I think the brake levers don't work that well with the V-brakes. See my thread on "calipers for Tricross?".

    The stock wheelset takes a beating but easily loses its lateral truth. That and when I went to tension mine, I found that if I wanted them to be laterally true, I could do so only by having two spokes out of tension range. So if you get this bike, you might want to have the wheels tensioned right away.

    That's it for gripes.

    I think this category of bike will be a good transition for you to go from an mtb bike to a road-style bike. This bike can take a beating as the frame seems very stiff and durable. The geometry gives you very stable steering and a high handlebar posiiton- something that might feel good to an mtb'er. The center of gravity is high and I've never high my bottom bracket on a bump when riding on dirt trails.

    You can easily venture onto dirt roads, esp since you can run wider than 700x32 tires. The oem wheels are very wide to allow a wider tire and the frame & fork clearance is generous. Run 700x42's if you want more floatation or cushioning.

    What I like about this bike, though, is that it isn't a racing bike. Rack and fender eyelets everywhere. Stiff ride, but not as stiff as the Bianchi Axis I test rode. This bike is for a recreational rider who wants durability and versatility.
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  6. #6
    M_S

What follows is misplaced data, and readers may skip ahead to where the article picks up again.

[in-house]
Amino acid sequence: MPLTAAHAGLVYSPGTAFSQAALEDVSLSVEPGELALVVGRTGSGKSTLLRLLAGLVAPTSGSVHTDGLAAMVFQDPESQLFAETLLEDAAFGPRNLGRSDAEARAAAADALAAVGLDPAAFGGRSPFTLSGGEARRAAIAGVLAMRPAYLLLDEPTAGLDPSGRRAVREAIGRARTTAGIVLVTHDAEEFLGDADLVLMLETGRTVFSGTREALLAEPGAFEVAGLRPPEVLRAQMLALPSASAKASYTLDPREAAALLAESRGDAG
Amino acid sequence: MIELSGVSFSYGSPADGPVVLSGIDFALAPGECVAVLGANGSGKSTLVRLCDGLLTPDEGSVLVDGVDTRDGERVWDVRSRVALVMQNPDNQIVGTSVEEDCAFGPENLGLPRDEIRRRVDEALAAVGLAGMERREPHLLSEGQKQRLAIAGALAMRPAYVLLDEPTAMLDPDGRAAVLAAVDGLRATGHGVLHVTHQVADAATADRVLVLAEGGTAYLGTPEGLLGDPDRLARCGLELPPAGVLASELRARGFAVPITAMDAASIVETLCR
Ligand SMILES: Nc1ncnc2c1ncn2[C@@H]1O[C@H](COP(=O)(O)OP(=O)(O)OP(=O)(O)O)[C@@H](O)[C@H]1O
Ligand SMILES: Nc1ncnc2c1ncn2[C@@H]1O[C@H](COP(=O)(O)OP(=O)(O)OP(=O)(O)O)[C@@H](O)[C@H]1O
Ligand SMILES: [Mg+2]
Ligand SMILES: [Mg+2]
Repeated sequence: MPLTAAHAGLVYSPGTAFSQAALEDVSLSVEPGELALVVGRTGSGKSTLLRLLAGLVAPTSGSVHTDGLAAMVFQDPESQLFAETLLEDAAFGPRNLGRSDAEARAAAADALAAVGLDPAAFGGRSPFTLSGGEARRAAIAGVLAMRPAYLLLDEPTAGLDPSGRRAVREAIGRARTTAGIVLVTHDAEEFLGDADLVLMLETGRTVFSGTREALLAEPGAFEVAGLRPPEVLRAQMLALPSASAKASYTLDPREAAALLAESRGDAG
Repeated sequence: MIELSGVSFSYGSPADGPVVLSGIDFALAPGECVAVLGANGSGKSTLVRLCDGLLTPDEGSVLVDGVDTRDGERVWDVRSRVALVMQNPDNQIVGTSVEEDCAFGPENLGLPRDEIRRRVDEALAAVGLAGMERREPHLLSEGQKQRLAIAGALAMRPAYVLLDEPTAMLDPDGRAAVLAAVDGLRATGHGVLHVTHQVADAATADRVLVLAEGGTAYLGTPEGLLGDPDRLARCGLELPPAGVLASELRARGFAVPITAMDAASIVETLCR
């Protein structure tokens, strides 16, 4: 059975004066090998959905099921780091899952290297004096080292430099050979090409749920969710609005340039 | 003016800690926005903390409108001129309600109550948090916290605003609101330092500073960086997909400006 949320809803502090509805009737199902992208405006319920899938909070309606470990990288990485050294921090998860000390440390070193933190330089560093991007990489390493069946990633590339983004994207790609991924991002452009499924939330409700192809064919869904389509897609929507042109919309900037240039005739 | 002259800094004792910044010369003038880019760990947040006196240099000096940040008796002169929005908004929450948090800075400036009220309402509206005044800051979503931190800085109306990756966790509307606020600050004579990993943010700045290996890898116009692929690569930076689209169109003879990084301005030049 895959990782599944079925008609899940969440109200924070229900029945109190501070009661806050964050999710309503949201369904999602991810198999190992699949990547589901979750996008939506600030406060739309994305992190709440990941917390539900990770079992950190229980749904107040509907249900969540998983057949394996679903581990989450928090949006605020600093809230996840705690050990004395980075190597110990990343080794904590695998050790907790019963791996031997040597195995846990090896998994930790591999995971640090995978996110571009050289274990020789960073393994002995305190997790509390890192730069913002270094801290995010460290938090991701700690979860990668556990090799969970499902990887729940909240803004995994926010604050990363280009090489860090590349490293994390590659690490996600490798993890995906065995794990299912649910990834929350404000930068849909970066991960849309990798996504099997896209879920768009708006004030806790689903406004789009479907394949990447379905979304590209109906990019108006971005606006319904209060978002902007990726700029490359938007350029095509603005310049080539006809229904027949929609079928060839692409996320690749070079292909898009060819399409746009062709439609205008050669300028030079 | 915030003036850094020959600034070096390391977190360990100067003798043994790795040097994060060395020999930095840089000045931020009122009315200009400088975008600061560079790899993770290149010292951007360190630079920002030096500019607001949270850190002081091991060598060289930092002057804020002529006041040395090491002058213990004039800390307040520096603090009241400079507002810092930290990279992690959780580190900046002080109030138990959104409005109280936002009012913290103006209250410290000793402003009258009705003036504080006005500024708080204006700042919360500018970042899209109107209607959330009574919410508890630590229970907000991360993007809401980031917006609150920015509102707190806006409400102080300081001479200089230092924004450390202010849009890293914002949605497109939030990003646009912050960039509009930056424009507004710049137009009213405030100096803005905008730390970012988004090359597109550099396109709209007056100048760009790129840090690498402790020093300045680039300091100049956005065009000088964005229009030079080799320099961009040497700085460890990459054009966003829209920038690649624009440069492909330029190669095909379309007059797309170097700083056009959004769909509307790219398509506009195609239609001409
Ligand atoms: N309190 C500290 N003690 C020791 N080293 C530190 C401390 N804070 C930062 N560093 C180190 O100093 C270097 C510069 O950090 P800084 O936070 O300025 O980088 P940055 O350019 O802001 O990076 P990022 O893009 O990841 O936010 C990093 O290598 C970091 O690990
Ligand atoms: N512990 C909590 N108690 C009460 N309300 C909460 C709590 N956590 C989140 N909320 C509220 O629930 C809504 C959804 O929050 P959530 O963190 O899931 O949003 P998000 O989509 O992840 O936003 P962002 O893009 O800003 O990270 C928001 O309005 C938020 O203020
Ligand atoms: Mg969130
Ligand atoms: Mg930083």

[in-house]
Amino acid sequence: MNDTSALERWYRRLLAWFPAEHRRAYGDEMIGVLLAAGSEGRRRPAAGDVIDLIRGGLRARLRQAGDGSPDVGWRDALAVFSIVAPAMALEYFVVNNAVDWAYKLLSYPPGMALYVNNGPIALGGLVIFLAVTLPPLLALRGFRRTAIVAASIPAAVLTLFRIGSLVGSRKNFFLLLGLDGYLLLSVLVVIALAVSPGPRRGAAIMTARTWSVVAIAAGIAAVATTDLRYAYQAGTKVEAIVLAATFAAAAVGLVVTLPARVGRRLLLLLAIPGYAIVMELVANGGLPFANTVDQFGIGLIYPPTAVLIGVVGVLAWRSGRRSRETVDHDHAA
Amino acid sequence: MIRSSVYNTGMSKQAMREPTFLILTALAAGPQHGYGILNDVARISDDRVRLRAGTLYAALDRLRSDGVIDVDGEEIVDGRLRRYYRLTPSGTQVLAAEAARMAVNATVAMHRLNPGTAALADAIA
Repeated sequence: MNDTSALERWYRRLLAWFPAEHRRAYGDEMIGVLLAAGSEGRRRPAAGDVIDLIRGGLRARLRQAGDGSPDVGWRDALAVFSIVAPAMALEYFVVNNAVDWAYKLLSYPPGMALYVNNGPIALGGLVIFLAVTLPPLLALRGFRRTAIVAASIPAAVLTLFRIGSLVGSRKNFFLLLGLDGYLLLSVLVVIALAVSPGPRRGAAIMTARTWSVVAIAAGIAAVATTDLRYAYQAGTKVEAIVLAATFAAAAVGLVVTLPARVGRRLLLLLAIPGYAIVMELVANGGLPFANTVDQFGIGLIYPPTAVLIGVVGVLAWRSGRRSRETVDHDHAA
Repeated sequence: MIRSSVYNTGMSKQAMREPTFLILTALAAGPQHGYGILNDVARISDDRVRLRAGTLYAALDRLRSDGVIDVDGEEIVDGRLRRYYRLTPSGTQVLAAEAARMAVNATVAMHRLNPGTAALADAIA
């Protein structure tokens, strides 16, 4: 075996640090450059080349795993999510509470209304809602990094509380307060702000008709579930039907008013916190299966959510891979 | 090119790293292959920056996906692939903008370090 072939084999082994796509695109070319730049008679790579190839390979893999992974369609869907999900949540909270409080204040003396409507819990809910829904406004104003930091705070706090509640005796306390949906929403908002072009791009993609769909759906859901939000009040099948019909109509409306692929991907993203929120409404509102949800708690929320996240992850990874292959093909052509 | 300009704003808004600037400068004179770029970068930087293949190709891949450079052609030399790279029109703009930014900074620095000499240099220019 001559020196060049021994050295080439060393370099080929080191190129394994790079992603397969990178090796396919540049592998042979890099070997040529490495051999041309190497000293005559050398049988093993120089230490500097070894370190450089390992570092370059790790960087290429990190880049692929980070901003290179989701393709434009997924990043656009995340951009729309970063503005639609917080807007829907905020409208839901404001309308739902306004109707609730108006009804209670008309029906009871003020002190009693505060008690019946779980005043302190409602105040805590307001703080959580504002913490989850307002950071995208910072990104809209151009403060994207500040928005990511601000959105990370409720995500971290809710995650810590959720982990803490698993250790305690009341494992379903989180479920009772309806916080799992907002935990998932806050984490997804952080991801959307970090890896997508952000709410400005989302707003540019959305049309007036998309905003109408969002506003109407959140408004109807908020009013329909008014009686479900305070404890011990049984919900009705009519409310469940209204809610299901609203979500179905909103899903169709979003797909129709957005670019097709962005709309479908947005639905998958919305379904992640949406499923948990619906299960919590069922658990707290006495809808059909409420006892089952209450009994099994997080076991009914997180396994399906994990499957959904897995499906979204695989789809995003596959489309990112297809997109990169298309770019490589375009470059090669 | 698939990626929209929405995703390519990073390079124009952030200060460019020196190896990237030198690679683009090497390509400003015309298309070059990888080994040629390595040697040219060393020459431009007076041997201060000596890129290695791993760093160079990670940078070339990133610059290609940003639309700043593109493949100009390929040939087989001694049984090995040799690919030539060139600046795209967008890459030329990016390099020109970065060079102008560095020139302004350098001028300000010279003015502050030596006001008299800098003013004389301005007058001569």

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    It's a good bike for dirt roads, light touring, commuting, etc while still being reasonably sporty. There are better options for budget race bikes, if that is important for you.

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    Thank you for all of your opinions..now i have another question...in your opinions...the tricross sport triple or the Roubaix comp or Elite Triple? what are your thoughts? thanks! I would like to get the most bang for my buck and a quality bike.. thanks!

  8. #8
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    Quote Originally Posted by GurrCentral View Post
    Thank you for all of your opinions..now i have another question...in your opinions...the tricross sport triple or the Roubaix comp or Elite Triple? what are your thoughts? thanks! I would like to get the most bang for my buck and a quality bike.. thanks!
    The Tricross Sport and the lower level Roubaixs are radically different bikes.

    You've jumped from saying that you want to ride on gravel roads to asking us to consider the Roubaix. I don't get it. The Roubaixs are enticing because they're offered with a triple and they're lightweight but they're road bikes. You don't get the versatility or the durability that you get with a cross bike.

    If you want a cross bike and you want a triple, you can just upgrade some parts on the Tricross Sport. Get a Tiagra or 105 triple crankset. Get a blingy but tough wheelset. Upgrade the tires to the Armadillo Elites. It doesn't cost you anything to ask what your dealer would you for those upgrades, esp if you could get a Pave wheelset at a discount because you're already buying a bike from them.

    Also, Specialized generally doesn't offer bang for the buck, at least not with the Tricross Sport. If you want bang for the buck, Jamis, Felt and other lesser-known, less-blingy brands are what you should be looking at.

    I think you need to slow down and reconsider what you want to do with the bike and consequently, what category of bike you're looking for.
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  9. #9
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    Thank you for your opinion thirdin????????? um well, duh they are totally different bikes. huh, maybe i'll just buy a tri and a road bike...

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    i think it would be fairly obvious that if i went with the roubiax i would not be riding on trails or gravel roads..

  11. #11